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July 2021 Biography & Autobiography

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  • Other Formats

    9781839763267 Electronic book text, EPUB
  • Sales Rights

    For sale with exclusive rights in: AS CA GU MP PR UM US VI Not for sale in: AD AE AF AG AI AL AM AO AQ AR AT AU AW AX AZ BA BB BD BE BF BG BH BI BJ BL BM BN BO BQ BR BS BT BV BW BY BZ CC CD CF CG CH CI CK CL CM CN CO CR CU CV CW CX CY CZ DE DJ DK DM DO DZ EC EE EG EH ER ES ET FI FJ FK FM FO FR GA GB GD GE GF GG GH GI GL GM GN GP GQ GR GS GT GW GY HK HM HN HR HT HU ID IE IL IM IN IO IQ IR IS IT JE JM JO JP KE KG KH KI KM KN KP KR KW KY KZ LA LB LC LI LK LR LS LT LU LV LY MA MC MD ME MF MG MH MK ML MM MN MO MQ MR MS MT MU MV MW MX MY MZ NA NC NE NF NG NI NL NO NP NR NU NZ OM PA PE PF PG PH PK PL PM PN PS PT PW PY QA RE RO RS RU RW SA SB SC SD SE SG SH SI SJ SK SL SM SN SO SR SS ST SV SX SY SZ TC TD TF TG TH TJ TK TL TM TN TO TR TT TV TW TZ UA UG UY UZ VA VC VE VG VN VU WF WS YE YT ZA ZM ZW
  • Supply Detail

    Distributor: Random House, Inc. Availability: Available On Sale Date:Jul 27, 2021 Carton Quantity:12 $45.95 CAD
    $34.95 USD
  • Catalogues

Going to My Father's House
A History of My Times
By (author): Patrick Joyce
9781839763243 Hardcover English General/trade Jul 27, 2021
$45.95 CAD
Active 6.36 x 9.5 x 1.08 in | 1.2 lb 368 pages Verso Books Verso
BIOGRAPHY & AUTOBIOGRAPHY / Political
A historian’s personal journey into the complex questions of immigration, home and nation

From Ireland to London in the 1950s, Derry in the Troubles to contemporary, de-industrialised Manchester, Joyce finds the ties of place, family and the past are difficult to break. Why do certain places continue to haunt us? What does it mean to be British after the suffering of Empire and of war? How do we make our home in a hypermobile world without remembering our pasts?

Patrick Joyce’s parents moved from Ireland in the 1930s and made their home in west London. But they never really left the homeland. And so as he grew up among the streets of Paddington and Notting Hill and when he visited his family in Ireland he felt a tension between the notions of home, nation and belonging. Going to My Father’s House charts the historian’s attempt to make sense of these ties and to see how they manifest in a globalised world. He explores the places - the house, the street, the walls and the graves - that formed his own identity. He ask what place the ideas of history, heritage and nostalgia have in creating a sense of our selves. He concludes with a plea for a history that holds the past to account but also allows for dynamic, inclusive change.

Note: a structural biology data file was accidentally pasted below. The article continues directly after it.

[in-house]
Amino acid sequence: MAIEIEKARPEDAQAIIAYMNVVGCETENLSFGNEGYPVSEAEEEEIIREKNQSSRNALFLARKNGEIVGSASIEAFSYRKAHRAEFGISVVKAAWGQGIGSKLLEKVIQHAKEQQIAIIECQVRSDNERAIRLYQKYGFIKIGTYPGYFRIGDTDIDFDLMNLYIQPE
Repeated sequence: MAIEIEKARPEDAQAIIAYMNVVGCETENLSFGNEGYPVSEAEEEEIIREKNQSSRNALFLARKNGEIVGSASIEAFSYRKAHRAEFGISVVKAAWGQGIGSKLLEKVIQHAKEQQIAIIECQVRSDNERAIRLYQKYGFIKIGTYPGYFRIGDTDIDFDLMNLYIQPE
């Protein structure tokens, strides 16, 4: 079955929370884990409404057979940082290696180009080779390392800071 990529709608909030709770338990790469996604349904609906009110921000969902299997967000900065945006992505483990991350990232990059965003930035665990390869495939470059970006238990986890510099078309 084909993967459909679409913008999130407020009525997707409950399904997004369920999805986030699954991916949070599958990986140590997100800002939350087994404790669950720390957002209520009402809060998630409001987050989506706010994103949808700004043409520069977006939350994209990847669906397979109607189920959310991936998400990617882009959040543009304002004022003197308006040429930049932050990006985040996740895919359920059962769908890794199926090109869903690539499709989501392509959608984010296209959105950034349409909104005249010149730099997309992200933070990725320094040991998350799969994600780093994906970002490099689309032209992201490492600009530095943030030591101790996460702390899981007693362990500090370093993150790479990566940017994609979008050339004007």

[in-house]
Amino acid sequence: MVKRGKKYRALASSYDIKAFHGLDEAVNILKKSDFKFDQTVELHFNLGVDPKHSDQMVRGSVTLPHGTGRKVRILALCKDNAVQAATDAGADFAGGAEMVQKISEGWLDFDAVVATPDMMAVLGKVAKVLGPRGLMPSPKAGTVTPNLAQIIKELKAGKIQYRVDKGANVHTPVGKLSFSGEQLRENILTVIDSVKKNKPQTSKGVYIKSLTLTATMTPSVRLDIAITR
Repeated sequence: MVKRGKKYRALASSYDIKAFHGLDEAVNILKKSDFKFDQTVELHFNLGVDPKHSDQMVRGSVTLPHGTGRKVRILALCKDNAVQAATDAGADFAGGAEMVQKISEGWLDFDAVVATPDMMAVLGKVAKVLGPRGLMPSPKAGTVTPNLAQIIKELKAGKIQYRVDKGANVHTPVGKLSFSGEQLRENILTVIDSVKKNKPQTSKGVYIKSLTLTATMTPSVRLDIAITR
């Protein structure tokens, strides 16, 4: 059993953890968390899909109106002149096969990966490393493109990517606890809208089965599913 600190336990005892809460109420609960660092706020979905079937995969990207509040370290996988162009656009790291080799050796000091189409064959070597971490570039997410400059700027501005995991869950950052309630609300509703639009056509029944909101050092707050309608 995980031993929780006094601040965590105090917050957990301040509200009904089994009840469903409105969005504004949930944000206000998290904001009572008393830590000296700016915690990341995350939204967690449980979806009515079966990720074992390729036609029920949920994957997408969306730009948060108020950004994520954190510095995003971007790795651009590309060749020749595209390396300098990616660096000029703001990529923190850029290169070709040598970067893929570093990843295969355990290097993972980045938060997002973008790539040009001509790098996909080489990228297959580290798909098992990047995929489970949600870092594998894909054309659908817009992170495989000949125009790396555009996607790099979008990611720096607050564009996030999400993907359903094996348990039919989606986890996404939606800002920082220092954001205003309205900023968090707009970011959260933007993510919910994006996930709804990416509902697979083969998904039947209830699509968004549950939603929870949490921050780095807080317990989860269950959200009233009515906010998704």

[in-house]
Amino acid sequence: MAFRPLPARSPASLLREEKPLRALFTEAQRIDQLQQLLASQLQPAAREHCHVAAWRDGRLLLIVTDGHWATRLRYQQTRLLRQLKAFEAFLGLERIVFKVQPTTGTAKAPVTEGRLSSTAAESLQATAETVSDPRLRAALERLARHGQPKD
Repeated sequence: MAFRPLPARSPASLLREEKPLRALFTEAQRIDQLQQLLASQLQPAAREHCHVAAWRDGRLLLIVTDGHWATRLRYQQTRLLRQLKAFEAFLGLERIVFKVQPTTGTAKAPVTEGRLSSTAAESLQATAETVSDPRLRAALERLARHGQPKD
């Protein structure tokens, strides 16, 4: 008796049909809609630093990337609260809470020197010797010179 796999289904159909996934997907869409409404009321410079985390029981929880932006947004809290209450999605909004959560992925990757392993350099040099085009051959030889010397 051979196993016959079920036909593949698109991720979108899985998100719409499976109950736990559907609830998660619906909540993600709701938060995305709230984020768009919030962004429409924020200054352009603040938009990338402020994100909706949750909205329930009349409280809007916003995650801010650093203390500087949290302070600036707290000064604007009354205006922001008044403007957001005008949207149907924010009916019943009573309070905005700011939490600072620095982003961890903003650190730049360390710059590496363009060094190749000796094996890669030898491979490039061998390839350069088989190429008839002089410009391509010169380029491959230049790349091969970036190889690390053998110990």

For readers of David Edgerton, David Reynolds, Robert Tombs

An critical contribution to the debate on Britishness - post-Empire, post-Brexit

Exploration of the rise and fall of the London Irish immigrant experience

Author is a highly respected historian of national culture, and the future of Britain

Patrick Joyce is Emeritus Professor of History, University of Manchester. He is a leading British social historian and has written and edited numerous books of social and political history, including The Rule of Freedom (2003), Material Powers (2010) and The State of Freedom (2013).

Author Residence: Manchester, UK

Author Hometown: UK

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Publicity: Reviews like literary outlets like NYRB and Bookforum

Interviews in lefty online outlets

Excerpts in lefty and literary outlets

“an immensely readable, thoroighly enjoyable book … Hegel would have admired the way Joyce lets a sharply individualised life distil a whole socal history.”
—Terry Eagleton, author of Why Marx was Right

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